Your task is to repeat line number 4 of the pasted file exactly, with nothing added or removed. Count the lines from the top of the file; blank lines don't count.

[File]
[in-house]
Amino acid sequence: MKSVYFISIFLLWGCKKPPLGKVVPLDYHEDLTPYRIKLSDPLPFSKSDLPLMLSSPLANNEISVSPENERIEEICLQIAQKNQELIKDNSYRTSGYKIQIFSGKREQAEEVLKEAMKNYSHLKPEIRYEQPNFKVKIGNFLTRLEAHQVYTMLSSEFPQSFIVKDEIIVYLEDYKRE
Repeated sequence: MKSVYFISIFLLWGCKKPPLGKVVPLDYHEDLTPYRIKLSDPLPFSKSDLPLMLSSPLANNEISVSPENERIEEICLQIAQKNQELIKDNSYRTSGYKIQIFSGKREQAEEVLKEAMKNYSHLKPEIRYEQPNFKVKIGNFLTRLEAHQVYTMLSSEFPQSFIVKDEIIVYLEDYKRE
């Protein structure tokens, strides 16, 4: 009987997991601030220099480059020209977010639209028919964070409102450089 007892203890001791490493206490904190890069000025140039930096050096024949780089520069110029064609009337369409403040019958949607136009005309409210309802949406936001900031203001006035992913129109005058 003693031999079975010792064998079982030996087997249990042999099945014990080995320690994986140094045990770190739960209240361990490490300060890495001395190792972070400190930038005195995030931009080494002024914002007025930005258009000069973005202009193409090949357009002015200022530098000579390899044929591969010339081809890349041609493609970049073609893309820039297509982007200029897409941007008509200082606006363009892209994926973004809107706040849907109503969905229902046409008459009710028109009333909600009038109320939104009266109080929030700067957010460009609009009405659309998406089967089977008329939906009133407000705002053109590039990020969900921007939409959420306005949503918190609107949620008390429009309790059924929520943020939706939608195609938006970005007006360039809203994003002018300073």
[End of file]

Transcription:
């Protein structure tokens, strides 16, 4: 009987997991601030220099480059020209977010639209028919964070409102450089 007892203890001791490493206490904190890069000025140039930096050096024949780089520069110029064609009337369409403040019958949607136009005309409210309802949406936001900031203001006035992913129109005058 003693031999079975010792064998079982030996087997249990042999099945014990080995320690994986140094045990770190739960209240361990490490300060890495001395190792972070400190930038005195995030931009080494002024914002007025930005258009000069973005202009193409090949357009002015200022530098000579390899044929591969010339081809890349041609493609970049073609893309820039297509982007200029897409941007008509200082606006363009892209994926973004809107706040849907109503969905229902046409008459009710028109009333909600009038109320939104009266109080929030700067957010460009609009009405659309998406089967089977008329939906009133407000705002053109590039990020969900921007939409959420306005949503918190609107949620008390429009309790059924929520943020939706939608195609938006970005007006360039809203994003002018300073």